As a teenager, I was introduced to the Gor series of fantasy books by my well-meaning parents. The stories started off as John Cartery/Conany tales of barbarians, swords and giant intelligent animals, but swiftly metamorphosed into a sequence of misogynistic bondage parables loosely disguised as fantasy adventure. But that is a discussion for another time. One of the things I did enjoy about the books were the covers, especially those done by some chap called Achilleos. I particularly liked his depiction of an alien Kur from Marauders of Gor, and set about ripping it off for my Art ‘O’ Level. Later on, I discovered that Mr Achilleos was responsible for many of the fine Dr Who Target book covers I had also enjoyed as a child, though for slightly less suspect reasons than his Gor covers.

Look at Hartnell – Daleks shooting off all over him and he doesn’t give a monkey’s.

10) Tom Sutton
My last artist is one of the finest illustrators of simian shipboard action you are ever likely to see, and that is high praise indeed. Back in the 1970s, when my consumption of weekly Marvel comics consisted of whatever two wildly different titles the company had chosen to merge into one that month, I came across a gem of a story called The Future History Chronicles (as I was to find out some thirty years later). The plot, by comics mainstay Doug Moench, was to take the basic Humans vs Hairy Fellas conflict of the popular Planet of the Apes comics, but move the location to a massive ancient vessel called the Hydromeda, a sort of floating Gormenghast full of gorillas. The plot was cool in itself, but Tom Sutton’s intricate black and white artwork, looking more like something from the French Metal Hurlant magazine, realy blew me away. Too many fine examples to choose from, but I think this shot of the Hydromeda does the job.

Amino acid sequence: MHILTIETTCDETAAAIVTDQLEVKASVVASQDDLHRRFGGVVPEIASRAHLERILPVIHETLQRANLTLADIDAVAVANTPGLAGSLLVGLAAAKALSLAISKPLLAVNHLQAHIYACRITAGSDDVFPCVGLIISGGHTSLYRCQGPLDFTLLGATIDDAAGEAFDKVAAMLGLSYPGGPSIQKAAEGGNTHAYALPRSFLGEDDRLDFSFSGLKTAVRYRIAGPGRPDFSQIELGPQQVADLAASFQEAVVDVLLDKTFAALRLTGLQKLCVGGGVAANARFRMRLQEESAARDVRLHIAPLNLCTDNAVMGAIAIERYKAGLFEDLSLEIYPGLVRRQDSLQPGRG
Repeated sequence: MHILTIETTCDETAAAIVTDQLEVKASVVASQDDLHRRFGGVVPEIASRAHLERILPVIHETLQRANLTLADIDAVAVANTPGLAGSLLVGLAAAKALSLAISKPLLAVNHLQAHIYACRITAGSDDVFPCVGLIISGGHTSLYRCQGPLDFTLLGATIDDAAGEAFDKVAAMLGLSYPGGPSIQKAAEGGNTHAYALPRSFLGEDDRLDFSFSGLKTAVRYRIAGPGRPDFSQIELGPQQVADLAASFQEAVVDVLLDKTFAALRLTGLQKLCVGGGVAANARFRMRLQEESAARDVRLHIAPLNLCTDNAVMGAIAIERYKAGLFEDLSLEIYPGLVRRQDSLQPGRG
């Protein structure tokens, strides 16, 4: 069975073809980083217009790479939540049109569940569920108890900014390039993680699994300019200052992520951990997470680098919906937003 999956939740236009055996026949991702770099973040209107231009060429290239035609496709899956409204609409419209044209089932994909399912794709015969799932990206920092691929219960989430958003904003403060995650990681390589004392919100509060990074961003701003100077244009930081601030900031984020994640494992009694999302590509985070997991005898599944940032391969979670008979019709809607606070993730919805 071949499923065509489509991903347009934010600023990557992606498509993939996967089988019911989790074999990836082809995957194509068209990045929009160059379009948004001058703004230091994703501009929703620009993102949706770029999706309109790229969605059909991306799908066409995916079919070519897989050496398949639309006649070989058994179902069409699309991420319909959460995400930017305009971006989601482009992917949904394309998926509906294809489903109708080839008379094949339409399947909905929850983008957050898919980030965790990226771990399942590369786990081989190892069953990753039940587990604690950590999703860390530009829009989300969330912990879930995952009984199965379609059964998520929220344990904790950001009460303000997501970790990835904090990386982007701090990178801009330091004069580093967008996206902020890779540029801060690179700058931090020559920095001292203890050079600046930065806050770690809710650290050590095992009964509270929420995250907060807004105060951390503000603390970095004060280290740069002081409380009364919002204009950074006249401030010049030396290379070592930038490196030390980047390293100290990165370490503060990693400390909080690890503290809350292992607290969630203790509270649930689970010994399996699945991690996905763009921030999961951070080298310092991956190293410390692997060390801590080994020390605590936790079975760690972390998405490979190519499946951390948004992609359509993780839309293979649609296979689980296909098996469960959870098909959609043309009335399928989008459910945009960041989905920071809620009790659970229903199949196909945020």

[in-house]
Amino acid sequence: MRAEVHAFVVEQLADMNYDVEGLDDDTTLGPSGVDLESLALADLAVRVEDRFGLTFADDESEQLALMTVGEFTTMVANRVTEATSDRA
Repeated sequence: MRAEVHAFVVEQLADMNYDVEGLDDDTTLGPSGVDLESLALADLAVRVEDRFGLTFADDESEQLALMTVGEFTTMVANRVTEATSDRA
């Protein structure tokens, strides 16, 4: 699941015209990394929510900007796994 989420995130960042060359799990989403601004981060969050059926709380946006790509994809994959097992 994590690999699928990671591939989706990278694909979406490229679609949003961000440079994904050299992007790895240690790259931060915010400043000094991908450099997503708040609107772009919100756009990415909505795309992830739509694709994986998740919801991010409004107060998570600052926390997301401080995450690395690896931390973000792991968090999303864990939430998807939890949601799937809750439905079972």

Who's rowing? you ask. The human slaves of course.
Damn dirty apes.

Anyway, there you go. Some artists whose work I like. Comics and games and fantasy and dinosaurs. Big surprise.

Tuesday, 16 August 2011

The Return of the Chocolate Ocelot’s Fringe - Friday again

It is our eighth and final day at the Fringe. Tomorrow we shall be up with the lark and heading up to Inverness, so today is our last chance to see anything we’ve missed or been tempted by a flyer to see. If you have the time, it’s a good idea to have a ‘safety net’ day at the end of your stay at the Fringe, though in all probability your festival schedule will be ruled by jam-packed laminated timetable which plots out every hour of every day of your time in Edinburgh. Yes, our timetable has been laminated by Herself, to protect it from the lashing Edinburgh rain (which reduced every Kleenex tissue in my bag a few days ago to Ready Brek).

Checking on the clothes we washed yesterday, we discover to our disappointment that our jeans have not dried out one iota overnight. Which is a bit of a blow. How can a metal towel rail, which is searing to the touch, not dry out my jeans? Capricious bathroom accessory. So I am faced with the choice of wearing exceedingly damp denim today, or pulling on my emergency back-up combats. Recalling last year’s sartorial mistake, I opt for the damp jeans, after ineffectually waving the hairdryer over them. I soon realise that walking in wet jeans is not a pleasant experience. Though on the plus side, I suspect that the extra friction built up as I walk today will make for some impromptu resistance training.

As we walk to and from venue today, I come to the conclusion that there are some things that you are never far away from at the Fringe:

A man on a unicycle. Usually to be found on the Royal Mile, stripped to the waist and surrounded by a crowd of well over a hundred people. He is perpetually between tricks, much like his cousins the juggler and the fire eater. His main role at the festival is to generate as large a crowd as possible so as to block my passage down the street.

White faced children. Members of a youth dramatic group, you will see them trudging to or from the Royal Mile, where they will spend some hours handing out flyers for their avant garde adaptation of some theatrical standard. They are kin to the grey-faced children and kabuki-faced children, who may be genetic offshoots.

Young ladies in bright red lipstick. Often accompanied by retro hairstyles, they are clearly off-duty performers. If they have a male equivalent, it is the young man with moustache.

Youths dressed as historical paupers. At any given time, there will be one large group of beggars, plague victims, gin-fiends and haggard strumpets, promoting a youth theatre production of The Black Death / Burke & Hare / Jack the Ripper. I think it’s the law.